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The Future Of The Euro Essay

2557 words - 10 pages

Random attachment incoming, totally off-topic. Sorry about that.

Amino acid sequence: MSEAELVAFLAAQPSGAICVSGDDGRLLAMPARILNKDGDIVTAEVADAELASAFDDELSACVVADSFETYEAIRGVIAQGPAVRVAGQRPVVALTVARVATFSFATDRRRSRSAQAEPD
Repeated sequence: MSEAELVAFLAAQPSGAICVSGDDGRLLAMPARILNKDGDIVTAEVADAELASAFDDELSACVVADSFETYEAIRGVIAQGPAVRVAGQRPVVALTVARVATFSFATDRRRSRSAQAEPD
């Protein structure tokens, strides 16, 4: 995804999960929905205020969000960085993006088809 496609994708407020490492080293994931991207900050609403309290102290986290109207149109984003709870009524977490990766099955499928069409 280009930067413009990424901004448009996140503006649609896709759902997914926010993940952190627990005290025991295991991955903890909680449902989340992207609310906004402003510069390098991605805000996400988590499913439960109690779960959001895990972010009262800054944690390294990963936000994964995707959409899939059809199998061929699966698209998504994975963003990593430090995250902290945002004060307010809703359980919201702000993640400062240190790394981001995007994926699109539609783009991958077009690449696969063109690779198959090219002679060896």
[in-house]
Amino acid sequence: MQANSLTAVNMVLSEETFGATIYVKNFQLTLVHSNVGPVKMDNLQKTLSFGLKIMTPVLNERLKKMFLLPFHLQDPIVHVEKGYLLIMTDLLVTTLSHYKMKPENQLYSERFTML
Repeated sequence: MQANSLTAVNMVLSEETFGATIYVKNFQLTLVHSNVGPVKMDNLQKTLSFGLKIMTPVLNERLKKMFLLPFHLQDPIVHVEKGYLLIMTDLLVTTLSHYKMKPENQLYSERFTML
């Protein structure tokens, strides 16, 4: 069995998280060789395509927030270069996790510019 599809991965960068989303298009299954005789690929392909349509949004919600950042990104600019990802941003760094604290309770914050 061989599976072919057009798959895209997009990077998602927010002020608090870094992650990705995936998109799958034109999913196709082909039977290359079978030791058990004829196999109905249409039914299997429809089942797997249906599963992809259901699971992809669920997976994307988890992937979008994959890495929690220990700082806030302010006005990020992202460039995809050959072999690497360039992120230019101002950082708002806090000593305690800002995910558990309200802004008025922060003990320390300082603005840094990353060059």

The Future of the EuroThe European Union is the current talk in the world news and for great reason. Many of the nations that make up the union face large deficits and massive debts, while Italy and Greece owe more than they earn. If this situation is not handled correctly this crisis will not only affect the rest of Europe, but will potentially make its way to into the U.S. market. With Europe undergoing an economic depression, their monetary unit, the Euro, once one of the strongest currencies in the world could become obsolete to the global economy.The Euro was brought to life on February 7th, 1992 when the Treaty of the European Union, also known as Treaty of Maastricht was signed (Maastricht). The treaty brought together eleven of the countries that make up the current Union and introduced a new monetary unit, the euro. The 1st of January 2002 saw the Euro coins and notes become official legal tender not only in the 12 initial EU-member Eurozone countries, but also in a number of smaller nations, dependencies and regions (Maastricht). The euro was created under the belief that a common currency would enhance European solidarity and aid in achieving peace and prosperity in the region. Additionally, given that the majority of EU member nations' international trade is with other EU members, having a single currency eliminated exchange rate risks from internal markets, which cut the costs of transactions and facilitated businesses in trading across national borders. Trading and investment was thus expected to increase, leading to jobs and economic growth (Maastrich). With the euro taking the place of the currencies used by the countries in the European Union and forming one unit, it allows for higher trading in the world market.Imagine that the dollar and the euro are two banks, and you are deciding in which bank to put your savings. Jeff Faux of the Economic Policy Institute, describes this by saying, "One bank the euro is making a profit and is a net creditor, where more money is owed to it than it owes. The other bank the dollar, has been running a loss for 20 years, owes a net of $1.5 trillion to the rest of the world" (Faux). I think you know where you would put your money. Since 1999, the euro has surpassed the U.S. dollar to a ratio of 1.3, with a higher value than the dollar. Many more investors are purchasing stocks and bonds in Europe rather than in America, which only increases the euro's strength in the long run.Right now Europe is headed towards a recession and ultimately a depression. According to CNN "Fourteen out of 27 countries in the European Union had public debt exceeding 60% of their gross domestic product at the end of 2010, according to official statistics" (Debt). Essentially, these countries owe more money than they are earning. Greece has been the country that has suffered the most. Greece has been hit especially hard because its main industries, shipping and tourism are extremely sensitive to changes in a down economy....

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